By Gerri Kobren The Baltimore Sun

Faced with a choice, Pat Butz decided 21 months ago not to take life sitting down.

“It was extraordinarily difficult for me to walk,” says the 47year-old Monkton, Md., resident, whose multiple sclerosis had progressed to the point that she was almost ready for a wheel chair.

Instead, she opted for therapy and exercise in a heated pool, where she is freed of gravity’s drag by the buoyancy of the water and loosened up by its warmth. These days, thanks to her three-times-a-week water workout, she is able to do strength training at the gym as well.

Physical therapy in water cannot make Butz’ MS go away, of course, and she still needs a cane when she walks on land. The important thing for her is that she is still able to walk at all – that she can move about on her own two feet when she goes sightseeing, that she can get up and dance with her husband.

“We were at a black tie affair a few months ago,” she says, “and I realized that if I had never come to therapy, I would not even be there.”

Warm water therapy is as old as the Romans, and as new as the spanking bright pools at the modern facilities that house sports medicine and rehab centers, such as the Owings Mills, Md., facility where Butz goes.

The principle behind it is the same as for a long soak in a warm tub: It gets the kinks out.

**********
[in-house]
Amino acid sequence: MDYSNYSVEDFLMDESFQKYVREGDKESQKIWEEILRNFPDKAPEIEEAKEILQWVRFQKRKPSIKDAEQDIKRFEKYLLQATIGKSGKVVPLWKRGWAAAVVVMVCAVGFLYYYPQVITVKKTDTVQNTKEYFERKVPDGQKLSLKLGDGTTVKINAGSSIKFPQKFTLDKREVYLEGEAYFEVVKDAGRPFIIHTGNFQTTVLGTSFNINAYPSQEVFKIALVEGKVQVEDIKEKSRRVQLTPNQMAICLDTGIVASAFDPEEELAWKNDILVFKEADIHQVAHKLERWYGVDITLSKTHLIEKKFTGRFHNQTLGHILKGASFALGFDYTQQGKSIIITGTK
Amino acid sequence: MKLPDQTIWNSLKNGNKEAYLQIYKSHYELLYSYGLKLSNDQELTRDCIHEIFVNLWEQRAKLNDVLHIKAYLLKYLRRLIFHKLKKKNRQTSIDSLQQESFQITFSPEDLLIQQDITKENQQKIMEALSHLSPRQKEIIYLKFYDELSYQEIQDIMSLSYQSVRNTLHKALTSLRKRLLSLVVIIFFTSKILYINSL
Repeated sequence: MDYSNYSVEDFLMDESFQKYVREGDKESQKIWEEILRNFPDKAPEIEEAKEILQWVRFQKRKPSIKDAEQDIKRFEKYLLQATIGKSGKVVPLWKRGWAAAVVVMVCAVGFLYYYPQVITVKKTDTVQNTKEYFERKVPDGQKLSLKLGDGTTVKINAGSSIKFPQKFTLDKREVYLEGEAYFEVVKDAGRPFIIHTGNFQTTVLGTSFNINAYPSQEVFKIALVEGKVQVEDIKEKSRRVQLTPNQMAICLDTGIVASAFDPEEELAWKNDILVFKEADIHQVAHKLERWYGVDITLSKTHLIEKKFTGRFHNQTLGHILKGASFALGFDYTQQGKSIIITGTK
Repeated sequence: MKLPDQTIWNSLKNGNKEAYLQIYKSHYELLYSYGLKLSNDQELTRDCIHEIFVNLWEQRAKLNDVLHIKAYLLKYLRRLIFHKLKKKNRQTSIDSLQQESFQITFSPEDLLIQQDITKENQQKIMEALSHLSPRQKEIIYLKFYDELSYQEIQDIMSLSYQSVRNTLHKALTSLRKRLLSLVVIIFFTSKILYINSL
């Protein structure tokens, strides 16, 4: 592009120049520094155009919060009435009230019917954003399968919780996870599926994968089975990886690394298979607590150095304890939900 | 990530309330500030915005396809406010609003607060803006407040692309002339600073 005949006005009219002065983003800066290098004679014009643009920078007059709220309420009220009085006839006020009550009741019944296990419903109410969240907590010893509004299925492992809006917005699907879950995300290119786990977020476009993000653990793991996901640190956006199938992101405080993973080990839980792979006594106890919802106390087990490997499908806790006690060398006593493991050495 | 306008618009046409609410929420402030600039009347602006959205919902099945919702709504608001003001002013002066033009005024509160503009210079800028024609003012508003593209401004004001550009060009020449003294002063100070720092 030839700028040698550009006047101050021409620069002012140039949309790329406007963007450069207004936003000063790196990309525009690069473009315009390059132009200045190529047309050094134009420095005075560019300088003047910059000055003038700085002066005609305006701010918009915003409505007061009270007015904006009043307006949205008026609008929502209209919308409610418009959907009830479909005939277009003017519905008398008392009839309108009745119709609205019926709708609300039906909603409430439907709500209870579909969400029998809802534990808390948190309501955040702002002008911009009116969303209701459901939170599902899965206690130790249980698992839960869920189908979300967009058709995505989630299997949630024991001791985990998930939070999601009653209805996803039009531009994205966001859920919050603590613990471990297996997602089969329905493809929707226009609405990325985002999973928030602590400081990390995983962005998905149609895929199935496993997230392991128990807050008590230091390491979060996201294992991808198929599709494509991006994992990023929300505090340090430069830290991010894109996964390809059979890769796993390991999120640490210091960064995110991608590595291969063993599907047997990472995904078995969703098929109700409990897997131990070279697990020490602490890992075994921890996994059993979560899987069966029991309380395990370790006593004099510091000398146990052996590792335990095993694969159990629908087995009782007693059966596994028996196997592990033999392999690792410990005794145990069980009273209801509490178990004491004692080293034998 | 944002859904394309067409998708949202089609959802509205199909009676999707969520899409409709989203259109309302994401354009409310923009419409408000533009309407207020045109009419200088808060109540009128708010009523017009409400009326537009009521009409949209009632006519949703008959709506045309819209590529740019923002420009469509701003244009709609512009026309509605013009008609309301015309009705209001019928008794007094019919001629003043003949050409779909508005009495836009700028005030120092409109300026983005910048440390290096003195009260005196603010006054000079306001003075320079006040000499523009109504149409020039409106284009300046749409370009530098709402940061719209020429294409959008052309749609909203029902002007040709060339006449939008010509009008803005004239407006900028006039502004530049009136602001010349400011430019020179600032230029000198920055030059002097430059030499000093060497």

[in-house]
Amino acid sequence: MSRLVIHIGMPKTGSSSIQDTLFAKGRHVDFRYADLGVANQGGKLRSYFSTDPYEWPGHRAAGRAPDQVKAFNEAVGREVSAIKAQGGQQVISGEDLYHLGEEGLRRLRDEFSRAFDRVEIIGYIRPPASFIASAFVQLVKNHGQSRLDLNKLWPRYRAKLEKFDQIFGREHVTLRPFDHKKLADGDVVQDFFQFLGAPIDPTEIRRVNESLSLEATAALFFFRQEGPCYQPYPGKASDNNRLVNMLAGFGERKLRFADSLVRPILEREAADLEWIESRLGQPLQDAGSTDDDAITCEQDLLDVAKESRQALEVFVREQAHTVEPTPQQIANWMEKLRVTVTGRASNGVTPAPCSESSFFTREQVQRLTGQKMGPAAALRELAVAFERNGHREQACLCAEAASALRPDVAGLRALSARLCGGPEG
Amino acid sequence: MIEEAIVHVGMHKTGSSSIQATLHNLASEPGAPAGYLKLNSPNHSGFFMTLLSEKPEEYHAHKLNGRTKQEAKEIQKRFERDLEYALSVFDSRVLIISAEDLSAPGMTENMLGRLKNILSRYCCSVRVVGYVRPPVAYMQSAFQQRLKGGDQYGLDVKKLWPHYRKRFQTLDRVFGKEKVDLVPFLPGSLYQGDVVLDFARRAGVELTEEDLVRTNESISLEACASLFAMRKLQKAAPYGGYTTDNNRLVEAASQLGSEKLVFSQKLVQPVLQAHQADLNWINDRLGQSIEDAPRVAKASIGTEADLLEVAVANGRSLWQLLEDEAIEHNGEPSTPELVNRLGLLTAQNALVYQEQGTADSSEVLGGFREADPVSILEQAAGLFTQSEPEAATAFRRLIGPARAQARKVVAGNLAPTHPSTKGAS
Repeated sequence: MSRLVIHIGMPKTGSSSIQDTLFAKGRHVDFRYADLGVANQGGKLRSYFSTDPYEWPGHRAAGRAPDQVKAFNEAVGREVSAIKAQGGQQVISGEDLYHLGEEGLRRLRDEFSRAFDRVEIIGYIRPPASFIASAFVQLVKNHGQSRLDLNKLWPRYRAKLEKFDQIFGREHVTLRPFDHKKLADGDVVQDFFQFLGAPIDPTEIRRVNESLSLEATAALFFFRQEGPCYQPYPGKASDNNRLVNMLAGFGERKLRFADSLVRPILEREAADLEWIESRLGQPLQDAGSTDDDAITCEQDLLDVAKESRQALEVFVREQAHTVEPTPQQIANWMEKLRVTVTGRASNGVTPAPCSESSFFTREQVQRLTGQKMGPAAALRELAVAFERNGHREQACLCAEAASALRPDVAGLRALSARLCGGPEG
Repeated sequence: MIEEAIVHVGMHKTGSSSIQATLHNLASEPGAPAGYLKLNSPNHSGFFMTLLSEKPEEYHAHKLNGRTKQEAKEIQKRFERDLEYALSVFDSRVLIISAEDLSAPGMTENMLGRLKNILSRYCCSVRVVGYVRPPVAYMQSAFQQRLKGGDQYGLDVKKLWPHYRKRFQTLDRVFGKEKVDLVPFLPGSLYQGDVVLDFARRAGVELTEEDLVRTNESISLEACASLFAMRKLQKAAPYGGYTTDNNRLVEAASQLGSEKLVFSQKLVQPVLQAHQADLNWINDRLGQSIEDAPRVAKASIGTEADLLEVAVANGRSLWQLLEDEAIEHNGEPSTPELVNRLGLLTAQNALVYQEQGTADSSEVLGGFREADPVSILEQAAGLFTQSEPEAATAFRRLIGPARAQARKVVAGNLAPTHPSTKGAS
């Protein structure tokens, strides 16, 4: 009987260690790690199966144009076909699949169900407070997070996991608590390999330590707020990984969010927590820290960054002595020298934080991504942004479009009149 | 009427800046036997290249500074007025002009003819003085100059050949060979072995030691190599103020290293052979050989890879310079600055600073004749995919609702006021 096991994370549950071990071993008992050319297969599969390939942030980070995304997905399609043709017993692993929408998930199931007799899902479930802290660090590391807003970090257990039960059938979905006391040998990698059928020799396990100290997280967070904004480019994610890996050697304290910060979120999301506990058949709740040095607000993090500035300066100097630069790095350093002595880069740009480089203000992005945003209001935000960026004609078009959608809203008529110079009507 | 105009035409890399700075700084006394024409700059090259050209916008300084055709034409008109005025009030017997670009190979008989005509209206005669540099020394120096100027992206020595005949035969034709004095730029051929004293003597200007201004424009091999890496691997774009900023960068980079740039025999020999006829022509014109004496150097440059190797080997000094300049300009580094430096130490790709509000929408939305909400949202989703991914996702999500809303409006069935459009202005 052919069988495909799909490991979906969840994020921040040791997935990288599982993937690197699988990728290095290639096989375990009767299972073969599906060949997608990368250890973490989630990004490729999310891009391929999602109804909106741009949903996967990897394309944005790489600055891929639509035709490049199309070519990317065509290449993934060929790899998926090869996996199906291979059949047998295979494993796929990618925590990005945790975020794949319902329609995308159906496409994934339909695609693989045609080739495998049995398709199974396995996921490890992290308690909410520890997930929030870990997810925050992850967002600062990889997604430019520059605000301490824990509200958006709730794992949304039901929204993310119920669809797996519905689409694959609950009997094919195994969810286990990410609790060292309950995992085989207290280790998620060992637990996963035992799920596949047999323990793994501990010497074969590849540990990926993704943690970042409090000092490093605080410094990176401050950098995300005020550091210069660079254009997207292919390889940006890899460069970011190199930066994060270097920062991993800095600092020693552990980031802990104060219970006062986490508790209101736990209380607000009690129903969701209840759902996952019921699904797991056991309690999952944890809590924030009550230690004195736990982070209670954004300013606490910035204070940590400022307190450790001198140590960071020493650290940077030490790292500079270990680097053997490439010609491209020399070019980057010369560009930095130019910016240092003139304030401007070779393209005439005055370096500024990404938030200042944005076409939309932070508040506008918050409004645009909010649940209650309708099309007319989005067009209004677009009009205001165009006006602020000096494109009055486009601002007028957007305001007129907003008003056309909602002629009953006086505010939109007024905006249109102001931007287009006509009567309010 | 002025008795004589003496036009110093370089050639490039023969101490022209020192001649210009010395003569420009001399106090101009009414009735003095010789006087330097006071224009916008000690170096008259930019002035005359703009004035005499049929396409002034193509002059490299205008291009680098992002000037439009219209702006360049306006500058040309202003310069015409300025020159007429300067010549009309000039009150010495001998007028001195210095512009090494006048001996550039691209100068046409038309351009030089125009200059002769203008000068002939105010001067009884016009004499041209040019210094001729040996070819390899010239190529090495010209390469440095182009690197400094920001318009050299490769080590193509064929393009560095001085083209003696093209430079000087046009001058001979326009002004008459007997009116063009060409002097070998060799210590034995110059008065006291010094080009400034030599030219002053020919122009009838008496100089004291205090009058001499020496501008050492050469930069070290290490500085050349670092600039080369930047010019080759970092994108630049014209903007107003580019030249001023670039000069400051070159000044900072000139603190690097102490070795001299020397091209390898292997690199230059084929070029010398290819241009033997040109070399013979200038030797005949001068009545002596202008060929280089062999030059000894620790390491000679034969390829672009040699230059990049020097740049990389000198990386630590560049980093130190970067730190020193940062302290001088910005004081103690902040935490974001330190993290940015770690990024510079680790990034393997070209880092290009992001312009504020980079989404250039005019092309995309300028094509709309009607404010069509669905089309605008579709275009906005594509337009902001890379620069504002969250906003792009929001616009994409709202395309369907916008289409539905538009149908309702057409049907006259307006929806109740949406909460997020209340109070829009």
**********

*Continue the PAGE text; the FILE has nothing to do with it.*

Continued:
Moreover, the social, recreational and therapeutic options are almost unlimited. Those who simply want to maintain cardiovascular fitness while recovering from accident, illness or operation can don flotation vests and jog in deep water. Or they can make their muscles work as they walk at the shallow end.

Advances in medical care that led to longer life for the disabled also led to greater appreciation of the benefits of water. “As soon as the population of handicapped people began to increase in the ’50s and ’60s, (their) therapists found they could perform more and get better results in a heated pool,” says Clint Williams, a therapeutic recreation specialist at the Maryland Rehabilitation Center.

“In the water, people can perform a range of motion exercises they cannot do on land,” Williams says. “It’s almost like being on the moon – the water enables them to use whatever muscles they do have.”

Therapeutic heat – around 90 degrees – soothes, relaxes, makes you feel good, says Dr. Richard Schlesinger.

The combination of heat and buoyancy means patients do not hurt as much as when they move on dry land, Schlesinger says. Muscles do not clench in reflexive spasms, and patients begin to walk without the limp they have developed to alleviate their pain.

Reprinted from Sept. 1, 1991